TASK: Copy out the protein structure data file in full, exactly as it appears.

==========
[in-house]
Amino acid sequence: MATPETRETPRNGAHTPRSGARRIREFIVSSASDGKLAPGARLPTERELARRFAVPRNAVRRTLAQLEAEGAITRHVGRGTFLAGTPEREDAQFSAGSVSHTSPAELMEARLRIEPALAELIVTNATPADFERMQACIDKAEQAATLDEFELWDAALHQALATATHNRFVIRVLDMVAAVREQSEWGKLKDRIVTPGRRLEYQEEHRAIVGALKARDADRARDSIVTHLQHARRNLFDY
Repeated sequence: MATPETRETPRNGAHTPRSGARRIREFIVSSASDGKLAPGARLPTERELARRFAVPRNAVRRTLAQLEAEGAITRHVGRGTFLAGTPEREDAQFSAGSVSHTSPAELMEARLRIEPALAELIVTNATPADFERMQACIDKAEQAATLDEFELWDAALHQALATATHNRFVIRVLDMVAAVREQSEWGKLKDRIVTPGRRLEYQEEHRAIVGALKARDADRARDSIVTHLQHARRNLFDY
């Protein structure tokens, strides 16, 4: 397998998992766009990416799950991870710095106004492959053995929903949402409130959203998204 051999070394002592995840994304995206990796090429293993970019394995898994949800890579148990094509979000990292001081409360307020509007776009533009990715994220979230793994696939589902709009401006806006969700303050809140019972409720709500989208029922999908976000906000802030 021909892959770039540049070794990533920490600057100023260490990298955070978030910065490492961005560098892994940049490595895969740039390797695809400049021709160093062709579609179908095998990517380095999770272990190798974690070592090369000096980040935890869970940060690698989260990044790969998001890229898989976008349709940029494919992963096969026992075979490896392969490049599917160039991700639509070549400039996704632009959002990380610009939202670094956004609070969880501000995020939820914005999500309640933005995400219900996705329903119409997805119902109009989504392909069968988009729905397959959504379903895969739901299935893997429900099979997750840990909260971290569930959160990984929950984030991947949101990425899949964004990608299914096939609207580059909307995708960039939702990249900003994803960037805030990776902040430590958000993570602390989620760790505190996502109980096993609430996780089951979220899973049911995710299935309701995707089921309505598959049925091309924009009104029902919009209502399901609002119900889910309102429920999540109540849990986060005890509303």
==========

[in-house]
Amino acid sequence: MATPETRETPRNGAHTPRSGARRIREFIVSSASDGKLAPGARLPTERELARRFAVPRNAVRRTLAQLEAEGAITRHVGRGTFLAGTPEREDAQFSAGSVSHTSPAELMEARLRIEPALAELIVTNATPADFERMQACIDKAEQAATLDEFELWDAALHQALATATHNRFVIRVLDMVAAVREQSEWGKLKDRIVTPGRRLEYQEEHRAIVGALKARDADRARDSIVTHLQHARRNLFDY
Repeated sequence: MATPETRETPRNGAHTPRSGARRIREFIVSSASDGKLAPGARLPTERELARRFAVPRNAVRRTLAQLEAEGAITRHVGRGTFLAGTPEREDAQFSAGSVSHTSPAELMEARLRIEPALAELIVTNATPADFERMQACIDKAEQAATLDEFELWDAALHQALATATHNRFVIRVLDMVAAVREQSEWGKLKDRIVTPGRRLEYQEEHRAIVGALKARDADRARDSIVTHLQHARRNLFDY
């Protein structure tokens, strides 16, 4: 397998998992766009990416799950991870710095106004492959053995929903949402409130959203998204 051999070394002592995840994304995206990796090429293993970019394995898994949800890579148990094509979000990292001081409360307020509007776009533009990715994220979230793994696939589902709009401006806006969700303050809140019972409720709500989208029922999908976000906000802030 021909892959770039540049070794990533920490600057100023260490990298955070978030910065490492961005560098892994940049490595895969740039390797695809400049021709160093062709579609179908095998990517380095999770272990190798974690070592090369000096980040935890869970940060690698989260990044790969998001890229898989976008349709940029494919992963096969026992075979490896392969490049599917160039991700639509070549400039996704632009959002990380610009939202670094956004609070969880501000995020939820914005999500309640933005995400219900996705329903119409997805119902109009989504392909069968988009729905397959959504379903895969739901299935893997429900099979997750840990909260971290569930959160990984929950984030991947949101990425899949964004990608299914096939609207580059909307995708960039939702990249900003994803960037805030990776902040430590958000993570602390989620760790505190996502109980096993609430996780089951979220899973049911995710299935309701995707089921309505598959049925091309924009009104029902919009209502399901609002119900889910309102429920999540109540849990986060005890509303």